## What is Bivariate Data?

Data in statistics is sometimes classified according to how many variables are in a particular study. For example, “height” might be one variable and “weight” might be another variable. Depending on the number of variables being looked at, the data might be univariate, or it might be bivariate.

When you conduct a study that looks at a single variable, that study involves univariate data. For example, you might study **a group of college students** to find out their **average SAT scores** or you might study a group of diabetic patients to find their weights. **Bivariate data is when you are studying two variables**. For example, if you are studying **a group of college students **to find out **their average SAT score and their age**, you have two pieces of the puzzle to find (SAT score and age). Or if you want to find out the weights

*and*heights of diabetic patients, then you also have bivariate data. Bivariate data could also be two sets of items that are dependent on each other. For example:

- Ice cream sales compared to the temperature that day.
- Traffic accidents along with the weather on a particular day.

Bivariate data has many practical uses in real life. For example, it is pretty useful to be able to predict when a natural event might occur. One tool in the statistician’s toolbox is bivariate data analysis. Sometimes, something as simple as plotting one variable against another on a Cartesian plane can give you a clear picture of what the data is trying to tell you. For example, the scatterplot below shows the relationship between the time between eruptions at Old Faithful vs. the duration of the eruption.

## What is Bivariate Analysis?

Bivariate analysis means the analysis of bivariate data. It is one of the simplest forms of statistical analysis, used to find out if there is a relationship between two sets of values. It usually involves the variables X and Y.

- Univariate analysis is the analysis of one (“uni”) variable.
- Bivariate analysis is the analysis of exactly two variables.
- Multivariate analysis is the analysis of more than two variables.

The results from bivariate analysis can be stored in a two-column data table. For example, you might want to find out the relationship between caloric intake and weight (of course, there is a pretty strong relationship between the two. You can read more here.). Caloric intake would be your independent variable, X and weight would be your dependent variable, Y.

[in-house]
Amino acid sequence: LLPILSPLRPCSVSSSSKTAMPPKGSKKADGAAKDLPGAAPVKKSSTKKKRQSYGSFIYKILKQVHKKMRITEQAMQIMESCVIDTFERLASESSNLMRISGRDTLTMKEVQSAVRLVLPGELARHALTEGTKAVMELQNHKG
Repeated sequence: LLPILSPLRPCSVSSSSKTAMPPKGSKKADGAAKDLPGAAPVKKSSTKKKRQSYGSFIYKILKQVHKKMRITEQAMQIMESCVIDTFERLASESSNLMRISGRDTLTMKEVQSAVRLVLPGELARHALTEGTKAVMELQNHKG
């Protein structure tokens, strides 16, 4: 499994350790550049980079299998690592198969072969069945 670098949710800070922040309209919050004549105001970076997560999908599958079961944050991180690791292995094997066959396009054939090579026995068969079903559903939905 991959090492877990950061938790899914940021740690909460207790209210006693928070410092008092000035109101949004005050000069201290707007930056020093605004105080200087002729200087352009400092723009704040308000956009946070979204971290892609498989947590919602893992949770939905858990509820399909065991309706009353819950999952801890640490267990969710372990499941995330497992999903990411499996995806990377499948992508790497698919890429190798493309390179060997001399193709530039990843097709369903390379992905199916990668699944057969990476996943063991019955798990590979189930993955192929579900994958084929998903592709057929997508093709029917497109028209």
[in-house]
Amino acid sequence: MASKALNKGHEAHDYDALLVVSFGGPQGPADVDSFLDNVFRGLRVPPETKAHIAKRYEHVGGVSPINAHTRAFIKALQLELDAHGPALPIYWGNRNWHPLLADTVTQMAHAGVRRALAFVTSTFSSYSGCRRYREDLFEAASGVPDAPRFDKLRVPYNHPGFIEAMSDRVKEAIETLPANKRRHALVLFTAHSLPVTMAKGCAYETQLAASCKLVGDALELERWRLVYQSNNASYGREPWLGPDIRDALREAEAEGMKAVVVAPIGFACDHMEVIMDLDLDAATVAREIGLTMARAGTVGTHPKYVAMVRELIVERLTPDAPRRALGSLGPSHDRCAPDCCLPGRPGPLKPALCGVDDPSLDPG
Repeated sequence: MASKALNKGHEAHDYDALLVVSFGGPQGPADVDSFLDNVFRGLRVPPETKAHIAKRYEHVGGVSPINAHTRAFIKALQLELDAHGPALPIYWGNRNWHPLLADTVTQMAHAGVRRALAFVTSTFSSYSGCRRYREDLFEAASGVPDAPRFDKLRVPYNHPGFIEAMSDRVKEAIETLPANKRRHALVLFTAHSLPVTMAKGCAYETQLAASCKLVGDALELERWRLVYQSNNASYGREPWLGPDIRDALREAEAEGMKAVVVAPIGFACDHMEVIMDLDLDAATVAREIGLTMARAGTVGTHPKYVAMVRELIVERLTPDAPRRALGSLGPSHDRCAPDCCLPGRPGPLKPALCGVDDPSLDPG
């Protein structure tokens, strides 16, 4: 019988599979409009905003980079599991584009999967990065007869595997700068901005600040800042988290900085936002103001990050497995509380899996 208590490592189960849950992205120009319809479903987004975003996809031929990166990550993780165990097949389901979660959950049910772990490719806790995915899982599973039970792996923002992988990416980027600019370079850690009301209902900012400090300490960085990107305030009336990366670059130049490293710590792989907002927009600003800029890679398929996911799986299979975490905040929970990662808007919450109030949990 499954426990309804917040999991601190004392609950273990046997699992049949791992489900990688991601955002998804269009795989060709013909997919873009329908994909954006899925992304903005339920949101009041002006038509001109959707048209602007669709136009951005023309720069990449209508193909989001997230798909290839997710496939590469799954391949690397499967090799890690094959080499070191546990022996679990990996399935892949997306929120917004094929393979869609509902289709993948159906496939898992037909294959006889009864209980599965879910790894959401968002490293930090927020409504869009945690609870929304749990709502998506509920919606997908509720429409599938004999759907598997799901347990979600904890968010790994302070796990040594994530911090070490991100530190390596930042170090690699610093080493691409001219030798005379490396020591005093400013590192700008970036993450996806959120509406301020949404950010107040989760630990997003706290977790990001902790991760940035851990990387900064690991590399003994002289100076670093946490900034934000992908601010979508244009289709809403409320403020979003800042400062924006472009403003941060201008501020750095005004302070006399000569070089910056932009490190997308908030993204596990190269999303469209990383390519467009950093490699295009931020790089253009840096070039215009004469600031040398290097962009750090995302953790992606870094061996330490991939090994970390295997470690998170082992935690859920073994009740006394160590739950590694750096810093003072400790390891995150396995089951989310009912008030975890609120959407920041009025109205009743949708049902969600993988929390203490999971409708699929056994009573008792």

Bivariate analysis is *not *the same as **two sample data analysis**. With two sample data analysis (like a two sample z test in Excel), the X and Y are not directly related. You can also have a different number of data values in each sample; with bivariate analysis, there is a Y value for each X. Let’s say you had a caloric intake of 3,000 calories per day and a weight of 300lbs. You would write that with the x-variable followed by the y-variable: (3000,300).

**Two sample data analysis**

Sample 1: 100,45,88,99

Sample 2: 44,33,101

**Bivariate analysis**

(X,Y)=(100,56),(23,84),(398,63),(56,42)

## Types of Bivariate Analysis

Common types of bivariate analysis include:

#### 1. Scatter plots,

These give you a visual idea of the pattern that your variables follow.

#### 2. Regression Analysis

Regression analysis is a catch all term for a wide variety of tools that you can use to determine how your data points might be related. In the image above, the points look like they could follow an exponential curve (as opposed to a straight line). Regression analysis can give you the equation for that curve or line. It can also give you the correlation coefficient.

#### 3. Correlation Coefficients

Calculating values for correlation coefficients are usually performed on a computer, although you can find the steps to find the correlation coefficient by hand here. This coefficient tells you if the variables are related. Basically, a zero means they aren’t correlated (i.e. related in some way), while a 1 (either positive or negative) means that the variables are perfectly correlated (i.e. they are perfectly in sync with each other).

## References

Beyer, W. H. CRC Standard Mathematical Tables, 31st ed. Boca Raton, FL: CRC Press, pp. 536 and 571, 2002.

Gonick, L. (1993). The Cartoon Guide to Statistics. HarperPerennial.

Klein, G. (2013). The Cartoon Introduction to Statistics. Hill & Wamg.

Vogt, W.P. (2005). Dictionary of Statistics & Methodology: A Nontechnical Guide for the Social Sciences. SAGE.